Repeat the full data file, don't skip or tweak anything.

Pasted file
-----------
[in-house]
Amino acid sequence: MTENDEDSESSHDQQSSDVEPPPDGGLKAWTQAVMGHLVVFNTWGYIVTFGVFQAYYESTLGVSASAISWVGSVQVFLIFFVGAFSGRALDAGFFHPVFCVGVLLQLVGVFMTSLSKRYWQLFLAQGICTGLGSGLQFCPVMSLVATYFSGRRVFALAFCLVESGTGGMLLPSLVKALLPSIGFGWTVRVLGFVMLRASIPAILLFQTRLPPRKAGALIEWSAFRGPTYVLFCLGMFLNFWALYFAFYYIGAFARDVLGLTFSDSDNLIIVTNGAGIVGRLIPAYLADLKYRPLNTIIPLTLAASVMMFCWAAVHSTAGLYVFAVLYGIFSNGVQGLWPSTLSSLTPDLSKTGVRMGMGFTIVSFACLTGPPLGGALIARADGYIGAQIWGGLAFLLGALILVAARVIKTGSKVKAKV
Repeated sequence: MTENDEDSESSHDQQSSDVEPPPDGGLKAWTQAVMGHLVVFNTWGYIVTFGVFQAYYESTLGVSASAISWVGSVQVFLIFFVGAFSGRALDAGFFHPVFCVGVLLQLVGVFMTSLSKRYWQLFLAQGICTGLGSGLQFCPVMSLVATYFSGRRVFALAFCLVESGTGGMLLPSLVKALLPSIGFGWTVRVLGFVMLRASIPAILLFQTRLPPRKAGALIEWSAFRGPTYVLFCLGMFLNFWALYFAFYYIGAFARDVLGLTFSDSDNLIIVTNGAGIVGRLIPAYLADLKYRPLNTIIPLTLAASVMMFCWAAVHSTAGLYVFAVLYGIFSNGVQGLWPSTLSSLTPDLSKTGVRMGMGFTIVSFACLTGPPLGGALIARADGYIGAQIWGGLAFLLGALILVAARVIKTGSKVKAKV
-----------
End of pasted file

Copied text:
[in-house]
Amino acid sequence: MTENDEDSESSHDQQSSDVEPPPDGGLKAWTQAVMGHLVVFNTWGYIVTFGVFQAYYESTLGVSASAISWVGSVQVFLIFFVGAFSGRALDAGFFHPVFCVGVLLQLVGVFMTSLSKRYWQLFLAQGICTGLGSGLQFCPVMSLVATYFSGRRVFALAFCLVESGTGGMLLPSLVKALLPSIGFGWTVRVLGFVMLRASIPAILLFQTRLPPRKAGALIEWSAFRGPTYVLFCLGMFLNFWALYFAFYYIGAFARDVLGLTFSDSDNLIIVTNGAGIVGRLIPAYLADLKYRPLNTIIPLTLAASVMMFCWAAVHSTAGLYVFAVLYGIFSNGVQGLWPSTLSSLTPDLSKTGVRMGMGFTIVSFACLTGPPLGGALIARADGYIGAQIWGGLAFLLGALILVAARVIKTGSKVKAKV
Repeated sequence: MTENDEDSESSHDQQSSDVEPPPDGGLKAWTQAVMGHLVVFNTWGYIVTFGVFQAYYESTLGVSASAISWVGSVQVFLIFFVGAFSGRALDAGFFHPVFCVGVLLQLVGVFMTSLSKRYWQLFLAQGICTGLGSGLQFCPVMSLVATYFSGRRVFALAFCLVESGTGGMLLPSLVKALLPSIGFGWTVRVLGFVMLRASIPAILLFQTRLPPRKAGALIEWSAFRGPTYVLFCLGMFLNFWALYFAFYYIGAFARDVLGLTFSDSDNLIIVTNGAGIVGRLIPAYLADLKYRPLNTIIPLTLAASVMMFCWAAVHSTAGLYVFAVLYGIFSNGVQGLWPSTLSSLTPDLSKTGVRMGMGFTIVSFACLTGPPLGGALIARADGYIGAQIWGGLAFLLGALILVAARVIKTGSKVKAKV